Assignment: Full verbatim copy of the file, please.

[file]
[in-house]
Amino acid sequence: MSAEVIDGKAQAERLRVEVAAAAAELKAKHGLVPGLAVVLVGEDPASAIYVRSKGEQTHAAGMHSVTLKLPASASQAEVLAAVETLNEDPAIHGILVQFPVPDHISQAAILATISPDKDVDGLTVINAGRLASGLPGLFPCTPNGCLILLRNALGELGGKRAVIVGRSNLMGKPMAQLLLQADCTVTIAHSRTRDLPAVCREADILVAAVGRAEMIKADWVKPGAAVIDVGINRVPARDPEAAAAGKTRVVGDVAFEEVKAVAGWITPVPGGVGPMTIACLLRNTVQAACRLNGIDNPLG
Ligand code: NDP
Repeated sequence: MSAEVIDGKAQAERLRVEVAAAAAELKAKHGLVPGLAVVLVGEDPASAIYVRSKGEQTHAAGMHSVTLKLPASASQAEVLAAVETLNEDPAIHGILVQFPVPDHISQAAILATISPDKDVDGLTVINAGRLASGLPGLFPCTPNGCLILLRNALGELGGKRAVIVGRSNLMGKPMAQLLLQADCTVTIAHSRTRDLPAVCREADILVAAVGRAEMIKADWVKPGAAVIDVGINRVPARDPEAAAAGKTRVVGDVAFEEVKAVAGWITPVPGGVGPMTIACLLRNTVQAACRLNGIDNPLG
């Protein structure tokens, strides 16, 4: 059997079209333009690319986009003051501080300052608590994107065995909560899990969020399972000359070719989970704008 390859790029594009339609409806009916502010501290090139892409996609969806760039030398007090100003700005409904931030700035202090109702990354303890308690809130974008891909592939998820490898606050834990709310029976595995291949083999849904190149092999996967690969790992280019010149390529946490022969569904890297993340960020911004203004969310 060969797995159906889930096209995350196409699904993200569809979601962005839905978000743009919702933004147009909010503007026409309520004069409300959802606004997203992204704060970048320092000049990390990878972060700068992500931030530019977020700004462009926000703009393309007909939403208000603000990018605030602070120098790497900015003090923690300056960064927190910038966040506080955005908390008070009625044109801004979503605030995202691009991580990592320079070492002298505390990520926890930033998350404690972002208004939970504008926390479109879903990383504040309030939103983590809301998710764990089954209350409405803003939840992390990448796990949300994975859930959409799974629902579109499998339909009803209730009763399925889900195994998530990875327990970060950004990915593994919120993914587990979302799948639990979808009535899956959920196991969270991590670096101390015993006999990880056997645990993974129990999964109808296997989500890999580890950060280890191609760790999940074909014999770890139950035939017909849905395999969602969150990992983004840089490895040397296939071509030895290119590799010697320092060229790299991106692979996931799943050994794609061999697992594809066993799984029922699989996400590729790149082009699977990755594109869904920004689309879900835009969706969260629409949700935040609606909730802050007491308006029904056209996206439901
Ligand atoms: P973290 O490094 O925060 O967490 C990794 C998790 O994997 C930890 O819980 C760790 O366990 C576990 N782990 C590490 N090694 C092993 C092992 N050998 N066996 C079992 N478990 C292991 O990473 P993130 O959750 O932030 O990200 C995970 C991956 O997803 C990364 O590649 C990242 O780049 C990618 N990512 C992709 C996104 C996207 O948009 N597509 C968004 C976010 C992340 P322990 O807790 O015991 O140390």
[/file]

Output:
[in-house]
Amino acid sequence: MSAEVIDGKAQAERLRVEVAAAAAELKAKHGLVPGLAVVLVGEDPASAIYVRSKGEQTHAAGMHSVTLKLPASASQAEVLAAVETLNEDPAIHGILVQFPVPDHISQAAILATISPDKDVDGLTVINAGRLASGLPGLFPCTPNGCLILLRNALGELGGKRAVIVGRSNLMGKPMAQLLLQADCTVTIAHSRTRDLPAVCREADILVAAVGRAEMIKADWVKPGAAVIDVGINRVPARDPEAAAAGKTRVVGDVAFEEVKAVAGWITPVPGGVGPMTIACLLRNTVQAACRLNGIDNPLG
Ligand code: NDP
Repeated sequence: MSAEVIDGKAQAERLRVEVAAAAAELKAKHGLVPGLAVVLVGEDPASAIYVRSKGEQTHAAGMHSVTLKLPASASQAEVLAAVETLNEDPAIHGILVQFPVPDHISQAAILATISPDKDVDGLTVINAGRLASGLPGLFPCTPNGCLILLRNALGELGGKRAVIVGRSNLMGKPMAQLLLQADCTVTIAHSRTRDLPAVCREADILVAAVGRAEMIKADWVKPGAAVIDVGINRVPARDPEAAAAGKTRVVGDVAFEEVKAVAGWITPVPGGVGPMTIACLLRNTVQAACRLNGIDNPLG
């Protein structure tokens, strides 16, 4: 059997079209333009690319986009003051501080300052608590994107065995909560899990969020399972000359070719989970704008 390859790029594009339609409806009916502010501290090139892409996609969806760039030398007090100003700005409904931030700035202090109702990354303890308690809130974008891909592939998820490898606050834990709310029976595995291949083999849904190149092999996967690969790992280019010149390529946490022969569904890297993340960020911004203004969310 060969797995159906889930096209995350196409699904993200569809979601962005839905978000743009919702933004147009909010503007026409309520004069409300959802606004997203992204704060970048320092000049990390990878972060700068992500931030530019977020700004462009926000703009393309007909939403208000603000990018605030602070120098790497900015003090923690300056960064927190910038966040506080955005908390008070009625044109801004979503605030995202691009991580990592320079070492002298505390990520926890930033998350404690972002208004939970504008926390479109879903990383504040309030939103983590809301998710764990089954209350409405803003939840992390990448796990949300994975859930959409799974629902579109499998339909009803209730009763399925889900195994998530990875327990970060950004990915593994919120993914587990979302799948639990979808009535899956959920196991969270991590670096101390015993006999990880056997645990993974129990999964109808296997989500890999580890950060280890191609760790999940074909014999770890139950035939017909849905395999969602969150990992983004840089490895040397296939071509030895290119590799010697320092060229790299991106692979996931799943050994794609061999697992594809066993799984029922699989996400590729790149082009699977990755594109869904920004689309879900835009969706969260629409949700935040609606909730802050007491308006029904056209996206439901
Ligand atoms: P973290 O490094 O925060 O967490 C990794 C998790 O994997 C930890 O819980 C760790 O366990 C576990 N782990 C590490 N090694 C092993 C092992 N050998 N066996 C079992 N478990 C292991 O990473 P993130 O959750 O932030 O990200 C995970 C991956 O997803 C990364 O590649 C990242 O780049 C990618 N990512 C992709 C996104 C996207 O948009 N597509 C968004 C976010 C992340 P322990 O807790 O015991 O140390």